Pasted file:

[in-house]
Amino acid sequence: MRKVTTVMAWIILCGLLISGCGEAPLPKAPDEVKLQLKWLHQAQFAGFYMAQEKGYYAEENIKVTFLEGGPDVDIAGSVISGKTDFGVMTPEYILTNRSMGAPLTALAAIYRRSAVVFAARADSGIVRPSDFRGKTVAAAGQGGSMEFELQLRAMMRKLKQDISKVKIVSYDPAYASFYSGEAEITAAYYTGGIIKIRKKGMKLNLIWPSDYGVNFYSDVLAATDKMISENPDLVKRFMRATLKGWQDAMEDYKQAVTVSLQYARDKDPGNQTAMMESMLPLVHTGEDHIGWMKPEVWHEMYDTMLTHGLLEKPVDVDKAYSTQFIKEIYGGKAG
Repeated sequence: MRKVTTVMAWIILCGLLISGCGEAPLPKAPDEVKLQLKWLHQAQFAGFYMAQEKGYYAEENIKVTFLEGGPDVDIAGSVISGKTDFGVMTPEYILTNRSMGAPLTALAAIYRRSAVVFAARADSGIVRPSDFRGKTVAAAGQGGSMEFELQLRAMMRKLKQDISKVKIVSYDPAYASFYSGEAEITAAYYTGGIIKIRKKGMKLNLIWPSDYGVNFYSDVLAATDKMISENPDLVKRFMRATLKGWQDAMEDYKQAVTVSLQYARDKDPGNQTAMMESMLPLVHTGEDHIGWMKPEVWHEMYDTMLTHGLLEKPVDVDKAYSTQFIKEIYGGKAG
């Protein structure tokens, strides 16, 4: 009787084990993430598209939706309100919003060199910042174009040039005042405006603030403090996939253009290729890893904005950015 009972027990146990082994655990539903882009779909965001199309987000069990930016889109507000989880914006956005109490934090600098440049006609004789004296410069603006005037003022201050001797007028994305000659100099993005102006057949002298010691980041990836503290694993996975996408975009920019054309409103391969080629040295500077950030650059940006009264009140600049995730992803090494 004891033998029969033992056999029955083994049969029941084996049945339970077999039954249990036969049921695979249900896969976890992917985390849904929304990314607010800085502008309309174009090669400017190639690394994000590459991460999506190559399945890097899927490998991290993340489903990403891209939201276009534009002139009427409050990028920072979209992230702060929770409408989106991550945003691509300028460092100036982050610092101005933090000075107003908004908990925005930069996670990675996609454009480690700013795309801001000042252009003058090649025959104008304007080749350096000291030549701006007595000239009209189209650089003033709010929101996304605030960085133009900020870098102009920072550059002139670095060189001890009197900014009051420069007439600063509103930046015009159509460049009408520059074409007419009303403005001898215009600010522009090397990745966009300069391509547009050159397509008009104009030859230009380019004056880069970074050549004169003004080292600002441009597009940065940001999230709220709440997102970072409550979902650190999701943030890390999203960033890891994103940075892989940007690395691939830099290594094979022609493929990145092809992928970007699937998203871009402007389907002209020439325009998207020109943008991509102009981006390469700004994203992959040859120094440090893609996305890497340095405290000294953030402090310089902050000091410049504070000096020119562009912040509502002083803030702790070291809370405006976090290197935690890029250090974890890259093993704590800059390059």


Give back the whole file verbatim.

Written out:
[in-house]
Amino acid sequence: MRKVTTVMAWIILCGLLISGCGEAPLPKAPDEVKLQLKWLHQAQFAGFYMAQEKGYYAEENIKVTFLEGGPDVDIAGSVISGKTDFGVMTPEYILTNRSMGAPLTALAAIYRRSAVVFAARADSGIVRPSDFRGKTVAAAGQGGSMEFELQLRAMMRKLKQDISKVKIVSYDPAYASFYSGEAEITAAYYTGGIIKIRKKGMKLNLIWPSDYGVNFYSDVLAATDKMISENPDLVKRFMRATLKGWQDAMEDYKQAVTVSLQYARDKDPGNQTAMMESMLPLVHTGEDHIGWMKPEVWHEMYDTMLTHGLLEKPVDVDKAYSTQFIKEIYGGKAG
Repeated sequence: MRKVTTVMAWIILCGLLISGCGEAPLPKAPDEVKLQLKWLHQAQFAGFYMAQEKGYYAEENIKVTFLEGGPDVDIAGSVISGKTDFGVMTPEYILTNRSMGAPLTALAAIYRRSAVVFAARADSGIVRPSDFRGKTVAAAGQGGSMEFELQLRAMMRKLKQDISKVKIVSYDPAYASFYSGEAEITAAYYTGGIIKIRKKGMKLNLIWPSDYGVNFYSDVLAATDKMISENPDLVKRFMRATLKGWQDAMEDYKQAVTVSLQYARDKDPGNQTAMMESMLPLVHTGEDHIGWMKPEVWHEMYDTMLTHGLLEKPVDVDKAYSTQFIKEIYGGKAG
């Protein structure tokens, strides 16, 4: 009787084990993430598209939706309100919003060199910042174009040039005042405006603030403090996939253009290729890893904005950015 009972027990146990082994655990539903882009779909965001199309987000069990930016889109507000989880914006956005109490934090600098440049006609004789004296410069603006005037003022201050001797007028994305000659100099993005102006057949002298010691980041990836503290694993996975996408975009920019054309409103391969080629040295500077950030650059940006009264009140600049995730992803090494 004891033998029969033992056999029955083994049969029941084996049945339970077999039954249990036969049921695979249900896969976890992917985390849904929304990314607010800085502008309309174009090669400017190639690394994000590459991460999506190559399945890097899927490998991290993340489903990403891209939201276009534009002139009427409050990028920072979209992230702060929770409408989106991550945003691509300028460092100036982050610092101005933090000075107003908004908990925005930069996670990675996609454009480690700013795309801001000042252009003058090649025959104008304007080749350096000291030549701006007595000239009209189209650089003033709010929101996304605030960085133009900020870098102009920072550059002139670095060189001890009197900014009051420069007439600063509103930046015009159509460049009408520059074409007419009303403005001898215009600010522009090397990745966009300069391509547009050159397509008009104009030859230009380019004056880069970074050549004169003004080292600002441009597009940065940001999230709220709440997102970072409550979902650190999701943030890390999203960033890891994103940075892989940007690395691939830099290594094979022609493929990145092809992928970007699937998203871009402007389907002209020439325009998207020109943008991509102009981006390469700004994203992959040859120094440090893609996305890497340095405290000294953030402090310089902050000091410049504070000096020119562009912040509502002083803030702790070291809370405006976090290197935690890029250090974890890259093993704590800059390059």